Zane Grey’s bestselling novels have thrilled generations of readers with heart-and-guts characters, hard-shooting action, and high-plains panoramas. To save his cowboy gambler brother, Bruce Lockheart takes to the fugitive trail for a crime he didn’t commit, and is hotly pursued by a relentless ranger and the woman who loves him.
251 pages, with a reading time of ~4.0 hours (62,802 words), and first published in 1957. This DRM-Free edition published by epubBooks, 2016.
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The town was full of trail drivers and laborers just paid off and looking at red liquor. In the back room of Lafe Hennesy’s six men sat at a big round table and played poker for table stakes. Two of them were cowboys making a night of it, and blowing their roll early, one was a stranger in those parts. The gambler, Quade Belton, dark, swarthy, and with sharp eyes, had the biggest pile of silver and gold before him. His sidekick, Steve Henderson, was doing well too. The sixth man was trying hard, and sweating freely, but he was getting trimmed. He was in his twenties, soft of face and hands, obviously not a horseman and, judging from the way he played, not much of a gambler. His name was Barse Lockheart.
Suddenly a few onlookers were shoved aside and a young man stepped up to the table. Except for his hardness and the steel in his eye he was a dead ringer for Barse Lockheart. His voice, when it came, had bite in it.
“Barse, get up! Quit this game pronto!”
The six men looked up, questioning, wary. Barse flushed red. “What the hell’s eatin’ you?” he burst out.
“You’re in bad company. Shake it now,” came the reply.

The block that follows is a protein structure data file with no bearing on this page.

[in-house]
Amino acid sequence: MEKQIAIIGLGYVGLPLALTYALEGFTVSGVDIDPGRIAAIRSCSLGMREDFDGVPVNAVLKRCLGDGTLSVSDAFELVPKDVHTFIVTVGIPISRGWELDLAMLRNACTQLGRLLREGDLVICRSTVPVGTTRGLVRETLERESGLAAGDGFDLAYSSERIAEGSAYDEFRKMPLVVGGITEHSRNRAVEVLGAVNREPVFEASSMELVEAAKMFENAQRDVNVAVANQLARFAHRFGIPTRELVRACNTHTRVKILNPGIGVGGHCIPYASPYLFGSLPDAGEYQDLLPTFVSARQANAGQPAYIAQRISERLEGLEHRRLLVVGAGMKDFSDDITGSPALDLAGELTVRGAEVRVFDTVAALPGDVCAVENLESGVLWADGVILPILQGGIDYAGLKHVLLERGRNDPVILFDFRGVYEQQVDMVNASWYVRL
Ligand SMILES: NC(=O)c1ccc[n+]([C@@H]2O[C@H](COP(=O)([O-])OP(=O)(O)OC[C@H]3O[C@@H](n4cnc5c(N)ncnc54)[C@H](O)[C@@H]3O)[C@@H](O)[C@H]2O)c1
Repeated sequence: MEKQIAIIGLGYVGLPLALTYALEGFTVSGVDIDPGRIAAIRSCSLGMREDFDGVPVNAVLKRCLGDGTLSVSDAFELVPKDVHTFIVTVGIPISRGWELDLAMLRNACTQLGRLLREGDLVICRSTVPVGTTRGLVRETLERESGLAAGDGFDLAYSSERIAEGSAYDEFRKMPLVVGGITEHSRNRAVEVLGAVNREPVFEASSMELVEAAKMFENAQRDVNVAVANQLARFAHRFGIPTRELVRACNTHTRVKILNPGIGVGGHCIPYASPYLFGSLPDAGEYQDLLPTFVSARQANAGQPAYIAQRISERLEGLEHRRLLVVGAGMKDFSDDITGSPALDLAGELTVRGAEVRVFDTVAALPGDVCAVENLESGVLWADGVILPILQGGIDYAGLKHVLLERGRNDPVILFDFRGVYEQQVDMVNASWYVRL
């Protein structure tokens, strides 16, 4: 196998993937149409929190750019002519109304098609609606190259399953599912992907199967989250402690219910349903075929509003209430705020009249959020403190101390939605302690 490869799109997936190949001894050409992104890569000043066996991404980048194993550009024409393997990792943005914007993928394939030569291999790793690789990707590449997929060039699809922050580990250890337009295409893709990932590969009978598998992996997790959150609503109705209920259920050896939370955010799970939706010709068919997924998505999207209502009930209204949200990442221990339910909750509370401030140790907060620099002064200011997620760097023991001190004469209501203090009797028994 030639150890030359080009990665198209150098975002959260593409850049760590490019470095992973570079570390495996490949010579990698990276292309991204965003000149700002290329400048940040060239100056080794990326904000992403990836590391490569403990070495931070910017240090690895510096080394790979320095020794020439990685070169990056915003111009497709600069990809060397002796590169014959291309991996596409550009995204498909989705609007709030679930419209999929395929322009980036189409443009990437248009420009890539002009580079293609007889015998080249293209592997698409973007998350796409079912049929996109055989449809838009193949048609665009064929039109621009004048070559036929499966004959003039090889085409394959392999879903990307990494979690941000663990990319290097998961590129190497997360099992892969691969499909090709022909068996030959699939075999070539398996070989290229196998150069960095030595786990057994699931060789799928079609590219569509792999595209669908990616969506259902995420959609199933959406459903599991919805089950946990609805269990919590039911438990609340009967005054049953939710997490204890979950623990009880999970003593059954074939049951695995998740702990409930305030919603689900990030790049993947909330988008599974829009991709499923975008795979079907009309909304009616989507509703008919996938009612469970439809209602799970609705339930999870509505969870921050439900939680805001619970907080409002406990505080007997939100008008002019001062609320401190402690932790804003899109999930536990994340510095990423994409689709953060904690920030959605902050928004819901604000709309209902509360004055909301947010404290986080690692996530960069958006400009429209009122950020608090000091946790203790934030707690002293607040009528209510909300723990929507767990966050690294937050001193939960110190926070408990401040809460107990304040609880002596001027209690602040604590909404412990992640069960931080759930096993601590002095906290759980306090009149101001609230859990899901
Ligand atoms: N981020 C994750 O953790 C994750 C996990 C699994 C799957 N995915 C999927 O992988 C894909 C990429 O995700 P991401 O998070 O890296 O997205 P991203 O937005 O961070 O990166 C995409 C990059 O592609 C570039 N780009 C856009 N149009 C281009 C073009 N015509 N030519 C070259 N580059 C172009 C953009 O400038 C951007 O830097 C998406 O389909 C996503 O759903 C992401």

“But I’m loser. I won’t quit. You’ve got a gall to brace me in the middle of a game.”
Henderson banged the table and turned to Barse. “Tell him to go where it’s hot.”
“Bruce, you can go to hell!” shouted Barse. But the wavering of his eyes belied the defiance in his voice.
The stranger looked up at the intruder with a sneer on his lips. “Say, are you your brother’s keeper?”
“You’re damn right—when he keeps company with Steve Henderson and an outfit any trail driver would know is shady as hell.”
All six men flipped their cards on the table. Several chairs scraped back. The two cowboys looked uneasy.
“Lockheart, I resent that,” growled Henderson. “I’ll just have to call you out.”
There was no bravado in Bruce’s cold, matter-of-fact reply. “Don’t make the mistake of trying it.”
The stranger slowly rose from his chair, his right hand crooked low near his gun. Belton pocketed his winnings. The two cowboys left their seats and joined the group of onlookers backing away from the table.
“Mr. Lockheart,” snapped the stranger, “did you include me in the outfit you called shady?”
“I did. But I was flattering you.”
“Ahuh! Jest how?”
Bruce replied with a smile. “Shady might do for you in this easygoing town. But down on the trail where men are hard you’d be just plain crooked.”
The stranger’s gun was out in a flash, but with the same incredible speed Bruce had drawn his and squeezed the trigger. The bang of his gun seemed to lift the roof and the stranger fell across the table, which upset letting him slump to the floor. A second later Henderson’s gun was out, but he never had a chance to aim as Bruce shot him. The third roar was Henderson’s gun going off in the air as he toppled over backwards.
Bruce backed away, his gun smoking, and was swallowed by the crowd that pressed forward around Henderson. Quade Belton and Barse Lockheart slipped out the door and went for their horses. The older man mounted and turned to the other.
“Are you coming, or does your brother call your shots?”
The sting went home. “My brother can go to hell!” Barse replied angrily. He mounted quickly and rode after Belton into the fading light.